You and an attractive someone both swipe right and are now meeting up for drinks and potentially more.
You have to ask yourself, though – if it ends up going well, what exactly are your odds of taking home something other than a great hook-up story?
From where you live to how old you are and the number of sexual partners you’ve had, we added up the odds of you walking away with an STD. With more than 19 million new cases of STDs in the U.S. every year, it’s important to understand where the risk lies. We explored the rates of chlamydia, gonorrhea, and syphilis, which have federally funded programs for prevention, and have seen increases of 5.9%, 12.8%, and 19%, respectively, over the previous year of the CDC report. Continue reading to see what we learned.
Rates of STDs Across the U.S.
If you live in Washington, D.C., the good news is that you live in the nation's capital and have quick access to some of the most exciting educational opportunities the country has to offer. The bad news, unfortunately, is that the odds of contracting syphilis, chlamydia, and gonorrhea are not exactly in your favor. That and the traffic in D.C. is terrible.
Like it or not, according to the CDC, rates of two of these sexually transmitted diseases are highest in D.C. Specifically, your chance of contracting gonorrhea is nearly double (416.2 cases per 100,000 residents) that of the next highest-rated state (221.1 cases per 100,000 residents).
Louisiana tops the list as the riskiest state for encountering syphilis. This state had the second-highest rate of gonorrhea and the third-highest rate of chlamydia.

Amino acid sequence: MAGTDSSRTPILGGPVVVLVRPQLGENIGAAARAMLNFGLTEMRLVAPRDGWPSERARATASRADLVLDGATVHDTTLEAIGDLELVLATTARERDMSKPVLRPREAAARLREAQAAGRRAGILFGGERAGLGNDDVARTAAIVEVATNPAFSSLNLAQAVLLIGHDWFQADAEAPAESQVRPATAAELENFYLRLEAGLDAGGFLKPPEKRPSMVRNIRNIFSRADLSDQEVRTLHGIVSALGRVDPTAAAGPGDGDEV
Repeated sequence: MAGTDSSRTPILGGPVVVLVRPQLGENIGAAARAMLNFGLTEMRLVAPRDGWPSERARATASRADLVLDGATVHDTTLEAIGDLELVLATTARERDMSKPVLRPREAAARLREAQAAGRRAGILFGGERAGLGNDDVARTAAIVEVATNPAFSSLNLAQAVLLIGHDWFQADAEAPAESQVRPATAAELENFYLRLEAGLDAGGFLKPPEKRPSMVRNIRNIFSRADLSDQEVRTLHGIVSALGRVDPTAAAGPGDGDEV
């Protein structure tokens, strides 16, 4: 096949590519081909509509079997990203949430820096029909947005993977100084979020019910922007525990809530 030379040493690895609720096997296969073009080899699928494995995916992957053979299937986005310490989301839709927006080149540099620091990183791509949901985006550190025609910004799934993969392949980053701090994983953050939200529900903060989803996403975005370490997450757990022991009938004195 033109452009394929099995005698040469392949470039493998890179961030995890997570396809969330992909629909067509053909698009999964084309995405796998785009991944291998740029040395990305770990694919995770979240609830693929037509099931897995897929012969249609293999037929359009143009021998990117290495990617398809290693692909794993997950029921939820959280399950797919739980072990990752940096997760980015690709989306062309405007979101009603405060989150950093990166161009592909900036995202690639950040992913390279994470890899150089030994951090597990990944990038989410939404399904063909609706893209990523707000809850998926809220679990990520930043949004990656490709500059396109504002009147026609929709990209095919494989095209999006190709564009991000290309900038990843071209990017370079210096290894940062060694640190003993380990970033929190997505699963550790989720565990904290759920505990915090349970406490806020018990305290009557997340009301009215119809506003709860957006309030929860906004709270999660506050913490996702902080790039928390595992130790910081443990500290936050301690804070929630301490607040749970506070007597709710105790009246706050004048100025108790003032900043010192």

Other Southern states like North Carolina, South Carolina, Mississippi, and Georgia also had some of the highest rates of these STDs. If you’re passing through these areas, comfort food might be a safe bet but consider passing on the unprotected sex.
People Most Likely to Have an STD
When considering the odds of contracting an STD, men and women between the ages of 15 and 29 have the highest rates of occurrences.
We found the odds of contracting chlamydia or gonorrhea were exponentially higher during these young years compared to those who were older. For chlamydia, there were over 2,500 cases of this uncomfortable bacterial infection for every 100,000 people. That’s more than a 1 in 40 chance you or someone you may be spending close time with has contracted this “silent” infection.
Sexually Transmitted Odds
Think of it like playing multiple hands at poker, or putting down extra bets on the roulette table – the more you play, the better your odds of winning. Or losing in the case of STDs.
Women had worse odds when it came to chlamydia, with more than double the likelihood of contracting it from just one partner – and their odds only got worse as that number expanded. People sleeping with more than 200 different female love buddies had almost a three out of four chance of contracting chlamydia, compared to those who sleep with men, where they were less than half as likely to get the itching, burning, and the discomfort that is chlamydia.
While not as common, at just one sexual partner people sleeping with either gender had just about the same chance of encountering gonorrhea. As the number of partners increases, you see that those with male sexual partners have a higher risk.
A Game You Might Want to Win
Playing the odds with STDs is like playing a game you really don’t want to win. Take our word for it. We recommend getting tested and then switching your attention to games with prizes you wouldn’t mind telling your friends about.
Come play with us at Casino.org. We have all your favorite games with bonuses and payout rates worth bragging about. And unlike a hookup who hasn’t been tested for unfortunate STDs, we’ll only introduce you to sites you can trust.
We used the CDC Surveillance report on STDs to explore STD rates per 100,000 residents. To calculate accumulating risk, we used the formula for cumulative binomial probabilities which can be found here.
While we don’t encourage the sharing of STDs, we do encourage the sharing of the assets found on this page for noncommercial purposes. We ask when doing so, that you link back to the authors of this page.